It's the belt that drives the power steering. So, I'm checked in to the Hotel on the main street waiting for a replacement and I'm going to have the vehicle serviced on Friday.

Quite a nice little town with lots of local art on display and for sale. How about a miniature shed for the van?

While enjoying a cider at the bar downstairs I chatted with a bloke who works at the local Lithium mine which he tells me is the largest in the country and going really well presumably due to big demand for the metal for batteries. He said it's half owned by Chinese investors.

Responding to user feedback, I've done some updates to the WSPR Watch iOS app. In particular there were problems using the settings view on the smallest phones and iPads. I'm now looking in to decoding WSPR on an iOS device (you can transmit in WSPR Watch as of a few months ago).

Saturday, April 06, 2019

Ultra low noise HF radio in the outback

One thing I've been particularly looking forward to is listening to HF radio devoid of all the interference we get in the cities.

My favourite free camp site so far is the one at Fraser Range. There’s a waterhole here in the rock and you can park overlooking a gorge. I chose a spot with some small trees so a dipole for 40m could be set up.

The noise level was astonishingly low. The only sounds were distant lightning crashes.

I carry a 6m squid pole to hold up a light weight balun seen here. The ends of the dipole are strung up on trees.

Tuning around I heard mostly Japanese hams but also europeans and a few east coast Australians. I brought a complete setup for WSPR reception and transmission.

The HP Stream laptop is handy in that it has very long battery life, 7 hours or so, and I've built a voltage boost charger circuit to give it the 19V it wants from my 12V supply.

I decoded up to 11 unique stations in a 2 minute WSPR slot. Here's a sample:

Transmit also worked well and I was spotted around the globe. At first I ran 5W but turned it down to 1W with almost the same result. Here's a display in WSPR Watch.

There are some noise sources in the van. The fridge creates a racket when it's running, the solar charge controller makes noise and the LED lighting that's built in is terrible. My little laptop charge booster unsurprisingly is terrible. I'm running the radio from an SLA battery but even so the fridge needs to be off for best results.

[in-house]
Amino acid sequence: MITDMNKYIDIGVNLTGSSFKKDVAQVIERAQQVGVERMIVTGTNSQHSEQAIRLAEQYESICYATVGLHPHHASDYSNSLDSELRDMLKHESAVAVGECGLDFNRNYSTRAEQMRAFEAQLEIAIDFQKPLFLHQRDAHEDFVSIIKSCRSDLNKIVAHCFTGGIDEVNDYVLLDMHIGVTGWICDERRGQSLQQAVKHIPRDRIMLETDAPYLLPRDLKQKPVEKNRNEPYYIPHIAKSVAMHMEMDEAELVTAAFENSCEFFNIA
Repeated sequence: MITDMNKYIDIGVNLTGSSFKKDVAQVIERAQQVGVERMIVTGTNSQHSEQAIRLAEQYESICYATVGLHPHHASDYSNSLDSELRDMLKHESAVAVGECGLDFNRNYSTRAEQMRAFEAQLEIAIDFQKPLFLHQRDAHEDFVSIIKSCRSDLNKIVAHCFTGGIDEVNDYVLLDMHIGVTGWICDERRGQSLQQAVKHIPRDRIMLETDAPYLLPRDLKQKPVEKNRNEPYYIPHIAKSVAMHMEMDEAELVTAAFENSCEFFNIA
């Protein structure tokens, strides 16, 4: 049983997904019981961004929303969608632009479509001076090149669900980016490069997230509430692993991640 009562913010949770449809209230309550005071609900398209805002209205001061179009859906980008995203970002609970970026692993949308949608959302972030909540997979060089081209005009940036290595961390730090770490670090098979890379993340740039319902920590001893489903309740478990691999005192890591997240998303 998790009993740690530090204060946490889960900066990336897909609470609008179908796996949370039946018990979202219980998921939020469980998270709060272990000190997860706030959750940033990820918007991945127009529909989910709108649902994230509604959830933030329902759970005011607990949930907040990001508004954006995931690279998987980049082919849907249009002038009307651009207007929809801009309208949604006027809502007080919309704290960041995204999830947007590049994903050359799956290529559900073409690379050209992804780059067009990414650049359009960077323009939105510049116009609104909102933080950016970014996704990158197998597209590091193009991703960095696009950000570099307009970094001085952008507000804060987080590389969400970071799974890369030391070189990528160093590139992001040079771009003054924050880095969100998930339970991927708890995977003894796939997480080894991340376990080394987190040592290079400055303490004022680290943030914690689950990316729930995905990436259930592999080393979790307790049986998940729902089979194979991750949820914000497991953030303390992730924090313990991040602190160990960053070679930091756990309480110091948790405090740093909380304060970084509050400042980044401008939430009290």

Crossing the Nullabor

It’s a long stretch of paved road through country devoid of trees. There is scrub and sometimes quite large bushes but never any shade. When I crossed it was hot and when stopped the flies are very persistent.

My anxiety about petrol was not warranted. The van’s range is about 500km and generally there is fuel every 200km. There are signs letting you know how far it is to the next fuel. A tail wind certainly helped with fuel consumption but I topped up at every opportunity.

The views of the great Australian bite are spectacular and well worth stopping for. It's an amazing contrast to the desert just next to it.

Often there was no mobile reception. I scanned the FM, AM and Shortwave bands and the only station I could hear was a Chinese shortwave station.

Australia is a big country and it’s a great pleasure to have the opportunity to drive across it.

Wednesday, April 03, 2019

Broken Hill to Ceduna

Broken Hill is not a bad place to get car repairs done. There's lots to see although sometimes I felt like I was paying an entry fee to go in to a shop.

The place has both wind and solar power to quite a big extent. Here's a tiny bit of the 43MW solar collector.

After Broken Hill I visited Peterborough, which is a nice town, passed through Port Augusta.

The van is going well and I'm gradually adjusting the layout and improving my van cooking. Signature dish here:

Stayed a night at Kimba.

I set up the ham radio gear but regrettably there was a very high noise level from a power line running through the camp site.

Now I'm at Ceduna, which is a lovely place. Here's the main beach.

The caravan park in the town is super crowded so I'm further south at Shelly Beach which is lovely.

Once again, the 40m dipole is up and here the noise level is very low. It's mid-afternoon and I'm receiving WSPR well and am being heard. I'm going to have a better shot at it closer to dusk.

As you can see from the WSPR map, I'm half way to Perth.